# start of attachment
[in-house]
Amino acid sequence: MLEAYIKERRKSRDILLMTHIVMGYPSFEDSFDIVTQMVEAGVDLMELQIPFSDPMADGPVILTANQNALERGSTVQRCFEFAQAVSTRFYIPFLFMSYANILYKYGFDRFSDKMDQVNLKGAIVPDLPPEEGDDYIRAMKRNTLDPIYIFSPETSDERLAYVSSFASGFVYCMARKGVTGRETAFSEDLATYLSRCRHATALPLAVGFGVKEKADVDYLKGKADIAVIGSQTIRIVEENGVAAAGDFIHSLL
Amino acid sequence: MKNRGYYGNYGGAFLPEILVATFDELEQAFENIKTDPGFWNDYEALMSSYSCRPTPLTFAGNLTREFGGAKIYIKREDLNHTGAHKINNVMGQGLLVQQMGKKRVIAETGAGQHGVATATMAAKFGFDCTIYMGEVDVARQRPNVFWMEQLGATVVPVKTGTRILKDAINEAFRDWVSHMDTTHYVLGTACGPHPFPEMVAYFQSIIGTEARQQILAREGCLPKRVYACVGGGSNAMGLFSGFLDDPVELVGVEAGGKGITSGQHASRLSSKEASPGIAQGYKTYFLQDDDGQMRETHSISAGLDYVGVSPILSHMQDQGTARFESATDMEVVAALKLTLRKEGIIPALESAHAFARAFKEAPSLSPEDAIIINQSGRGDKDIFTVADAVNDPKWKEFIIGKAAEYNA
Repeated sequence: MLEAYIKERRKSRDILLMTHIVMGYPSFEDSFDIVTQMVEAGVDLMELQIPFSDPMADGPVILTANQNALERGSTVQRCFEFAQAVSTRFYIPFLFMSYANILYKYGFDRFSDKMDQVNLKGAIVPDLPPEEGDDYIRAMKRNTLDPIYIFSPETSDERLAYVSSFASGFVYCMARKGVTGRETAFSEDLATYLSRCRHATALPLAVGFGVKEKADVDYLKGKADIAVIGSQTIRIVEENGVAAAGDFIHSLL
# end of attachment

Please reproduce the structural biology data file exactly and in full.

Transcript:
[in-house]
Amino acid sequence: MLEAYIKERRKSRDILLMTHIVMGYPSFEDSFDIVTQMVEAGVDLMELQIPFSDPMADGPVILTANQNALERGSTVQRCFEFAQAVSTRFYIPFLFMSYANILYKYGFDRFSDKMDQVNLKGAIVPDLPPEEGDDYIRAMKRNTLDPIYIFSPETSDERLAYVSSFASGFVYCMARKGVTGRETAFSEDLATYLSRCRHATALPLAVGFGVKEKADVDYLKGKADIAVIGSQTIRIVEENGVAAAGDFIHSLL
Amino acid sequence: MKNRGYYGNYGGAFLPEILVATFDELEQAFENIKTDPGFWNDYEALMSSYSCRPTPLTFAGNLTREFGGAKIYIKREDLNHTGAHKINNVMGQGLLVQQMGKKRVIAETGAGQHGVATATMAAKFGFDCTIYMGEVDVARQRPNVFWMEQLGATVVPVKTGTRILKDAINEAFRDWVSHMDTTHYVLGTACGPHPFPEMVAYFQSIIGTEARQQILAREGCLPKRVYACVGGGSNAMGLFSGFLDDPVELVGVEAGGKGITSGQHASRLSSKEASPGIAQGYKTYFLQDDDGQMRETHSISAGLDYVGVSPILSHMQDQGTARFESATDMEVVAALKLTLRKEGIIPALESAHAFARAFKEAPSLSPEDAIIINQSGRGDKDIFTVADAVNDPKWKEFIIGKAAEYNA
Repeated sequence: MLEAYIKERRKSRDILLMTHIVMGYPSFEDSFDIVTQMVEAGVDLMELQIPFSDPMADGPVILTANQNALERGSTVQRCFEFAQAVSTRFYIPFLFMSYANILYKYGFDRFSDKMDQVNLKGAIVPDLPPEEGDDYIRAMKRNTLDPIYIFSPETSDERLAYVSSFASGFVYCMARKGVTGRETAFSEDLATYLSRCRHATALPLAVGFGVKEKADVDYLKGKADIAVIGSQTIRIVEENGVAAAGDFIHSLL